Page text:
And finally, how might diplomacy look in the future? Zoom meetings look set to stay, but as part of a new, hybrid diplomacy, involving both in-person and virtual participation. This setup will allow diplomats to continue engaging in those all-important face-to-face meetings, whilst also ensuring widespread participation from those unable to attend in person. Importantly, the history of diplomacy tells us that whilst diplomats and ambassadors have often expressed initial apprehensions at the introduction of new technologies, they have always eventually embraced such changes and used them in innovative and creative ways. Though the fall-out from the Covid-19 pandemic continues to create new diplomatic challenges, this trend looks set to continue.
Alex Manby is a 3rd year PhD student at St John’s College studying Human Geography
First, read these three articles ‘Visual storytelling for diplomatic practice’, ‘The dos and don’ts of digital diplomacy in the COVID-19 world’ and, ‘On the use of narratives and images in digital diplomacy’.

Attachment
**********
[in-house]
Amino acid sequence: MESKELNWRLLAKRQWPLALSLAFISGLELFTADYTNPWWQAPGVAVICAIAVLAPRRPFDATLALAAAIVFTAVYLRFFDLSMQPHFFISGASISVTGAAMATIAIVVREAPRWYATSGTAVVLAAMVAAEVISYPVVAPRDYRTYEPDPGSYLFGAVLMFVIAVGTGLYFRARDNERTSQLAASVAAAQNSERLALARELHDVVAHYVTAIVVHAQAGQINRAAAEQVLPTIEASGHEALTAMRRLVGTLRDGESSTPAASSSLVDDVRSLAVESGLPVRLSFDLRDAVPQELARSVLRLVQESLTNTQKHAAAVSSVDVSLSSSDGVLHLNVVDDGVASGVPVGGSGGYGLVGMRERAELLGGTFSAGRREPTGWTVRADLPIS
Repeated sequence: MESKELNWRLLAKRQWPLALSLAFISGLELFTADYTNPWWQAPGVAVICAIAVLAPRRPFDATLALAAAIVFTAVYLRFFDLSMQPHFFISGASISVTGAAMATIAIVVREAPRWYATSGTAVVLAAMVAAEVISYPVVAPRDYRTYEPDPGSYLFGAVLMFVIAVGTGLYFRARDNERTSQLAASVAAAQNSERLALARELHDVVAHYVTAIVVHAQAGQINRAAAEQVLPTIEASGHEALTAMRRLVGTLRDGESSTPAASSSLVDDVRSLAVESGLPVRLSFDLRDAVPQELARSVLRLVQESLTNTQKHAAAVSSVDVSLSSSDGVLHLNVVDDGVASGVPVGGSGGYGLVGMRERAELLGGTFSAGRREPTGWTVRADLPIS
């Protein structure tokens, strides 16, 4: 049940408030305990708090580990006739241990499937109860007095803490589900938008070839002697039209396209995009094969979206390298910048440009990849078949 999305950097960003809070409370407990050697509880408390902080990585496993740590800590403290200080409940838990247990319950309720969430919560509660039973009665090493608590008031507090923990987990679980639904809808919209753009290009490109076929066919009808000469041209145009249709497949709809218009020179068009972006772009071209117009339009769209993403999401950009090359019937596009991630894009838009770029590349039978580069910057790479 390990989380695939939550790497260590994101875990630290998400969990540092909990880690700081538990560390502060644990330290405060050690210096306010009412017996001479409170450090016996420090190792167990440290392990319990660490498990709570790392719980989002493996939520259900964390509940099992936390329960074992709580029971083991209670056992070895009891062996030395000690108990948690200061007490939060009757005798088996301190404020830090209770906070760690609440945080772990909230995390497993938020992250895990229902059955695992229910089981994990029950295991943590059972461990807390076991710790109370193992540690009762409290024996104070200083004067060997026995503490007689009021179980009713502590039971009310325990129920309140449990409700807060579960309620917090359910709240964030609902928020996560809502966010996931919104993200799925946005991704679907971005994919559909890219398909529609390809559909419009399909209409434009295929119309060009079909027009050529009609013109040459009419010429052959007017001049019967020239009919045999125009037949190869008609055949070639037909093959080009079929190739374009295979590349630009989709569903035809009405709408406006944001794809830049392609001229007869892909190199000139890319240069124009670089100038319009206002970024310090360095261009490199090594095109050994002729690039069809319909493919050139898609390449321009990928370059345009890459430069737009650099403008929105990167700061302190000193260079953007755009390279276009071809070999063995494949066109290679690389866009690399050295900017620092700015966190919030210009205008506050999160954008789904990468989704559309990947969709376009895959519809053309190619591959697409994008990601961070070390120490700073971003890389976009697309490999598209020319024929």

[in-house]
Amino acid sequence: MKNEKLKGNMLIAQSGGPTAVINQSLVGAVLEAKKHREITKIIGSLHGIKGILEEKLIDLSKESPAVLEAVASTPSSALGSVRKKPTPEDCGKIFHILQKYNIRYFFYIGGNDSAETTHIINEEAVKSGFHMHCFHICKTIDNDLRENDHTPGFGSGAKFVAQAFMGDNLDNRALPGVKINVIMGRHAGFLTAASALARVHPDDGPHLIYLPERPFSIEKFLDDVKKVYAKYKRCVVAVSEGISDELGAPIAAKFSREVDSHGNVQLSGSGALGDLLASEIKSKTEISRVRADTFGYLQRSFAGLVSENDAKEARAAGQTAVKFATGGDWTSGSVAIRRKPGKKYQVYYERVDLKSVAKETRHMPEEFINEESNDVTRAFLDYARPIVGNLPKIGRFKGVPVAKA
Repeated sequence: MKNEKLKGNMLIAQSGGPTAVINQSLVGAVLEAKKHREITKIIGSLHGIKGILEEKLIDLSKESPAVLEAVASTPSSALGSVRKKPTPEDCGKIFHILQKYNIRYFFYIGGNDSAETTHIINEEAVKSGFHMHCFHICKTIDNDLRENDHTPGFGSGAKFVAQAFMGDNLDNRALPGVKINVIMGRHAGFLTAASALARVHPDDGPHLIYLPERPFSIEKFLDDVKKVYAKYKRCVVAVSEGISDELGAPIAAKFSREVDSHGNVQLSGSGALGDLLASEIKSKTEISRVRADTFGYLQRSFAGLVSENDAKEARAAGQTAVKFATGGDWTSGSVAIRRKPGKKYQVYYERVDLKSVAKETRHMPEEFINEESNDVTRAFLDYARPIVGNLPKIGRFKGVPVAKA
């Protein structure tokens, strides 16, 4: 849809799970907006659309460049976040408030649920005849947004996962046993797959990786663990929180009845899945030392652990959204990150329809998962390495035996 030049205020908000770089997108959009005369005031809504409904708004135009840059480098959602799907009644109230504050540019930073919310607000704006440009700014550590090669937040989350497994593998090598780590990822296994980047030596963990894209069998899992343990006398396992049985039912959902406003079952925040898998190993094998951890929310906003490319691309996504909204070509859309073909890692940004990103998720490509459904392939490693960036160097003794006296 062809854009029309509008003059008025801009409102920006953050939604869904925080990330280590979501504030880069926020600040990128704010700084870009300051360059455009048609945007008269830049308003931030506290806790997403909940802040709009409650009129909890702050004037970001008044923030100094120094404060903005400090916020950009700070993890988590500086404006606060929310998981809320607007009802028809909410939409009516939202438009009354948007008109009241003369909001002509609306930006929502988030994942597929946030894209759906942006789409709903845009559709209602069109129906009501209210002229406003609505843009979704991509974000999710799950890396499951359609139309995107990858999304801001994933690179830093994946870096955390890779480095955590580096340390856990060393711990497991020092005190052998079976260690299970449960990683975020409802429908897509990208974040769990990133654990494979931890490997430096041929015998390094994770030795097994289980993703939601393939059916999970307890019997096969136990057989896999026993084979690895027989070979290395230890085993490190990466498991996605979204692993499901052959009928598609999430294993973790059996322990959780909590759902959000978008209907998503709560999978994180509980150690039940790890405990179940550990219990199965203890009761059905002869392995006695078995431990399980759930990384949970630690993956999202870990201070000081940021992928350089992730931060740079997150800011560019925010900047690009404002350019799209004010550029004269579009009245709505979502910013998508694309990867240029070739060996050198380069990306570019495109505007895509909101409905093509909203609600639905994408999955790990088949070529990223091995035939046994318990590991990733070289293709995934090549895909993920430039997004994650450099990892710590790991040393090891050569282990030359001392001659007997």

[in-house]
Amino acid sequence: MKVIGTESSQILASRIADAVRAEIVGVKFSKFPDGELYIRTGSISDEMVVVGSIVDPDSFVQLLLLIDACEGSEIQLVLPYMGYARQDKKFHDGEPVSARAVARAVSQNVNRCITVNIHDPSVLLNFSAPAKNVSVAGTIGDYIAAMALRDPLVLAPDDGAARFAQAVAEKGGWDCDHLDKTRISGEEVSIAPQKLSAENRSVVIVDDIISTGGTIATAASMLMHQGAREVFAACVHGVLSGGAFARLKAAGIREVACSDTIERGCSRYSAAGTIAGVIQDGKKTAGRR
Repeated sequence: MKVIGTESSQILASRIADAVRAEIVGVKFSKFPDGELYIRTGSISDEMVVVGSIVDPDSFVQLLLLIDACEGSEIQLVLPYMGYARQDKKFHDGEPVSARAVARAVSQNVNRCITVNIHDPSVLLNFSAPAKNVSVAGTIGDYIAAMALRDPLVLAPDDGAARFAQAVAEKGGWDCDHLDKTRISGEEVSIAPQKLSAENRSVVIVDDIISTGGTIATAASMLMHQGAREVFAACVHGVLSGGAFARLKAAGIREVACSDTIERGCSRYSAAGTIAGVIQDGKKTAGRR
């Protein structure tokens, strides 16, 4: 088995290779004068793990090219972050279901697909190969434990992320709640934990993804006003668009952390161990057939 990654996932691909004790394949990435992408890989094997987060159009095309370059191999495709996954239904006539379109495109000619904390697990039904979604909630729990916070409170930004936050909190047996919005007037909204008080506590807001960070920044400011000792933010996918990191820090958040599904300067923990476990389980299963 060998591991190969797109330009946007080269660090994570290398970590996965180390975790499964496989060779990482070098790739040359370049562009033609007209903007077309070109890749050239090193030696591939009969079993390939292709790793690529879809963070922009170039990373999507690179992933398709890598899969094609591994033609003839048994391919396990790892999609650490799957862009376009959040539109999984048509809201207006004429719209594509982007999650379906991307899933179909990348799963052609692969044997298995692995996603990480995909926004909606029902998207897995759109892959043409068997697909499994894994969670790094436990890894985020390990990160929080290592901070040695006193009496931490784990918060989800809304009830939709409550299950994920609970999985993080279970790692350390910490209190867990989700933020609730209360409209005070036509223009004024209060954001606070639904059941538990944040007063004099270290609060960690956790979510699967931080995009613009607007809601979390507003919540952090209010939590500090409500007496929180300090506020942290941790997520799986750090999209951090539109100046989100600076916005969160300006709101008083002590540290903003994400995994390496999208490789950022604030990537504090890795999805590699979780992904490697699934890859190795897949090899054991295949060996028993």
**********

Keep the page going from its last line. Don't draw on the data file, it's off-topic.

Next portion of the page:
Next, visit this page: ‘World leaders’ UN video call backdrops – ranked’. Choose three of the Zoom backdrops shown in the article. Using the resources above, and those in the further reading, write one hundred words for each picture on how the diplomats and politicians use their Zoom backgrounds to present themselves and communicate a message about their country to the UN. You might like to consider the placement of flags, the way the speaker is sitting/standing, and the kind of images used. Which background do you think is most effective, and why?
[Diplomat Magazine] Diplomacy in the age of Zoom
[The Guardian] Bye bye bilaterals: UN General Assembly to embrace Zoom diplomacy
[Exploring Digital Diplomacy] Why the UN should promote digital diplomacy
[Exploring Digital Diplomacy] On the use of videos in Digital Diplomacy
[BBC News] E-diplomacy: foreign policy in 140 characters
[DiploFoundation] Diplomacy for the digital age